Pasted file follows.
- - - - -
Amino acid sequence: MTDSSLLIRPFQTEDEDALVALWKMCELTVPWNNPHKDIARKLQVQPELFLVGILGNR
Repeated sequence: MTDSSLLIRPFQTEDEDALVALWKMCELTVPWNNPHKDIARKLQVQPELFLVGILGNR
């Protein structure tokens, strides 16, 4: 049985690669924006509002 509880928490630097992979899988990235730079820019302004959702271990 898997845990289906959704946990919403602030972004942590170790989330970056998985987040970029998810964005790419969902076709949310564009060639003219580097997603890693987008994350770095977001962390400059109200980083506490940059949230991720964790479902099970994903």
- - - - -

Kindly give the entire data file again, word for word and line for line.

Amino acid sequence: MTDSSLLIRPFQTEDEDALVALWKMCELTVPWNNPHKDIARKLQVQPELFLVGILGNR
Repeated sequence: MTDSSLLIRPFQTEDEDALVALWKMCELTVPWNNPHKDIARKLQVQPELFLVGILGNR
């Protein structure tokens, strides 16, 4: 049985690669924006509002 509880928490630097992979899988990235730079820019302004959702271990 898997845990289906959704946990919403602030972004942590170790989330970056998985987040970029998810964005790419969902076709949310564009060639003219580097997603890693987008994350770095977001962390400059109200980083506490940059949230991720964790479902099970994903």